Gloriosa is a genus of ten species in the plant family Colchicaceae, and include the formerly recognised genus Littonia. They are native in tropical and southern Africa to Asia, and naturalised in Australia and the Pacific as well as being widely cultivated. The most common English names are flame lily, fire lily, gloriosa lily, glory lily, superb lily, climbing lily, and creeping lily. They are tender, tuberous rooted deciduous perennials, adapted to summer rainfall with a dormant dry season. All parts of the plant contain colchicine and related alkaloids and are therefore dangerously toxic if ingested, and contact with the stems and leaves can cause skin irritation. Various preparations of the plant are used in traditional medicines for a variety of complaints in both Africa and India.
Gloriosa are perennial herbs that climb or scramble over other plants with the aid of tendrils at the ends of their leaves and can reach 3 meters in height. They have showy flowers, many with distinctive and pronouncedly reflexed petals, like a Turk’s cap lily, ranging in colour from a greenish-yellow through yellow, orange, red and sometimes even a deep pinkish-red.
Some synonyms, arising from the many variations, for Gloriosa superba include G. rothschildiana (or G. superba ‘Rothschildiana’), G. simplex, G. virescens, G. abyssinica, G. carsonii and G. lutea.
Genus description 
"Scandent herbs, the rootstock a horizontal rhizome, the stem leafy, the leaves spirally arranged or subopposite, the upper ones with cirrhose tips; flowers solitary, large, borne on long, spreading pedicels, actinomorphic, hermaphrodite; perianth segments 6, free, lanceolate, keeled within at base, long-persistent; stamens 6, hypogynous, the anthers extrorse, medifixed and versatile, opening by longitudinal slits; ovary superior, 3-celled, the carpels cohering only by their inner margins, the ovules numerous, the style deflected at base and projecting from the flower more or less horizontally; fruit a loculicidal capsule with many seeds"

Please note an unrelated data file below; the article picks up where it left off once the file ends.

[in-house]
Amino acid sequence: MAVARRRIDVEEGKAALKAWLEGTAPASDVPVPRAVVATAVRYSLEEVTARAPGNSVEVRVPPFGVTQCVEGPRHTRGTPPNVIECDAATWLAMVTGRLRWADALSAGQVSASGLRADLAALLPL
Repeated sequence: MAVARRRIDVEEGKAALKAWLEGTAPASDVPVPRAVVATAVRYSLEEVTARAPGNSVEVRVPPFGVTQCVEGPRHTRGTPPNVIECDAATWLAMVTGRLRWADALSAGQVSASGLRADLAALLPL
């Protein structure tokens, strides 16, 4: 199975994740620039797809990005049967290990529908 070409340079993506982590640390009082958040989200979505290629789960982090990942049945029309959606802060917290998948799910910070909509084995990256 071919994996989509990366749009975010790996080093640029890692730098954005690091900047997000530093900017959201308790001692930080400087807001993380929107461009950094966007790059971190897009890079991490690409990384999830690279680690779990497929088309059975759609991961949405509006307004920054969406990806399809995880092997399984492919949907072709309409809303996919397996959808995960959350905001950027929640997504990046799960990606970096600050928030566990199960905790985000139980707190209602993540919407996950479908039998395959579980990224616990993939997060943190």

There are ten accepted species of Gloriosa, ignoring hybrids, varieties and cultivars. About 38 proposed descriptions of other species are currently rejected as synonyms or unresolved for lack of sufficient data.
- Gloriosa aurea Chiov.
- Gloriosa baudii (A.Terracc.) Chiov.
- Gloriosa flavovirens (Dammer) J.C.Manning & Vinn.
- Gloriosa lindenii (Baker) J.C.Manning & Vinn.
- Gloriosa littonioides (Welw. ex Baker) J.C.Manning & Vinn.
- Gloriosa modesta (Hook.) J.C.Manning & Vinn.
- Gloriosa revoilii (Franch.) J.C.Manning & Vinn.
- Gloriosa rigidifolia (Bredell) J.C.Manning & Vinn.
- Gloriosa sessiliflora Nordal & Bingham
- Gloriosa superba L.
G. superba description 
A "scandent plant, climbing by leaftip tendrils. The perianth segments, which are accrescent during anthesis and become reflexed, are striking in color, yellow proximally and at margins and dark red in the median portion".
In Australia, "scattered naturalized populations exist in the understorey of coastal dry sclerophyll forest and sand dune vegetation throughout south-east Queensland and New South Wales". It is considered a rampant and dangerous invasive weed in Australia, dominating the coastal dunes at the expense of native species and leading to deaths of native animals and birds when ingested.
In India,Gloriosa is distributed in the Western Ghats but the density is rapidly decreasing due to excessive uprooting by the Herbal Medicine producers.
"Propagation generally occurs from seeds, although mature plants can be divided and grown from tubers. The hard seeds can remain dormant for 6-9 months."
All parts of the Gloriosa contain colchicine, the roots and seeds are especially rich. The lethal dose of colchicine is about 6 mg/kg, and Gloriosa superba has been used as a means of committing suicide.
Gloriosa superba is the national flower of Zimbabwe (where it is a protected plant). A diamond brooch in the shape of the flame lily was a gift from Zimbabwe (then Rhodesia) to Queen Elizabeth II on a visit in 1947 while she was still the crown princess.
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- The Plant List (2010). Version 1. Published on the Internet; http://www.theplantlist.org/ (accessed December 2012).
- World Checklist of Monocots at www.kew.org
- Csurhes, S., Edwards, R. 1998. Potential environmental weeds in Australia: Candidate species for preventative control. Biodiversity Group, Environment Australia, Canberra. pp. 164-165 pdf
- Martindale - the Extra Pharmacopoeia
- Allender, WJ (1982) J. Forensic Sci. 27: 944-947.
- Royal Collection http://www.royalcollection.org.uk/microsites/queenandcommonwealth/MicroObject.asp?row=92&themeid=944&item=92
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